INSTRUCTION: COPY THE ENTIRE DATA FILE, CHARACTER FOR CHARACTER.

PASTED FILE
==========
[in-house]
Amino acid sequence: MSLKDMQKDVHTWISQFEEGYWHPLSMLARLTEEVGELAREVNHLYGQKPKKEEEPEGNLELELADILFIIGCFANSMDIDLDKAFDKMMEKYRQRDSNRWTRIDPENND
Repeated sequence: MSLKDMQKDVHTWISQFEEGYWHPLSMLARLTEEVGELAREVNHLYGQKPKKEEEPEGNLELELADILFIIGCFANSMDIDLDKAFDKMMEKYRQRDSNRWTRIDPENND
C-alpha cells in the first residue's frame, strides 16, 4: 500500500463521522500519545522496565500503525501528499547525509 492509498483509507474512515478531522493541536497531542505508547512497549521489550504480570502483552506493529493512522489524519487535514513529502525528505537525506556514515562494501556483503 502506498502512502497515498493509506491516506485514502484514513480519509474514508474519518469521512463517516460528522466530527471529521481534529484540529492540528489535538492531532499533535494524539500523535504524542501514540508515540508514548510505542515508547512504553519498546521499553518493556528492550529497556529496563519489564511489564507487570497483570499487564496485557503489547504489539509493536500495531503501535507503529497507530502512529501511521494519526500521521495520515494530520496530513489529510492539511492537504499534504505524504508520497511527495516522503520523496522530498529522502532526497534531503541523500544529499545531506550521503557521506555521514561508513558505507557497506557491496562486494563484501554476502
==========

[in-house]
Amino acid sequence: MSLKDMQKDVHTWISQFEEGYWHPLSMLARLTEEVGELAREVNHLYGQKPKKEEEPEGNLELELADILFIIGCFANSMDIDLDKAFDKMMEKYRQRDSNRWTRIDPENND
Repeated sequence: MSLKDMQKDVHTWISQFEEGYWHPLSMLARLTEEVGELAREVNHLYGQKPKKEEEPEGNLELELADILFIIGCFANSMDIDLDKAFDKMMEKYRQRDSNRWTRIDPENND
C-alpha cells in the first residue's frame, strides 16, 4: 500500500463521522500519545522496565500503525501528499547525509 492509498483509507474512515478531522493541536497531542505508547512497549521489550504480570502483552506493529493512522489524519487535514513529502525528505537525506556514515562494501556483503 502506498502512502497515498493509506491516506485514502484514513480519509474514508474519518469521512463517516460528522466530527471529521481534529484540529492540528489535538492531532499533535494524539500523535504524542501514540508515540508514548510505542515508547512504553519498546521499553518493556528492550529497556529496563519489564511489564507487570497483570499487564496485557503489547504489539509493536500495531503501535507503529497507530502512529501511521494519526500521521495520515494530520496530513489529510492539511492537504499534504505524504508520497511527495516522503520523496522530498529522502532526497534531503541523500544529499545531506550521503557521506555521514561508513558505507557497506557491496562486494563484501554476502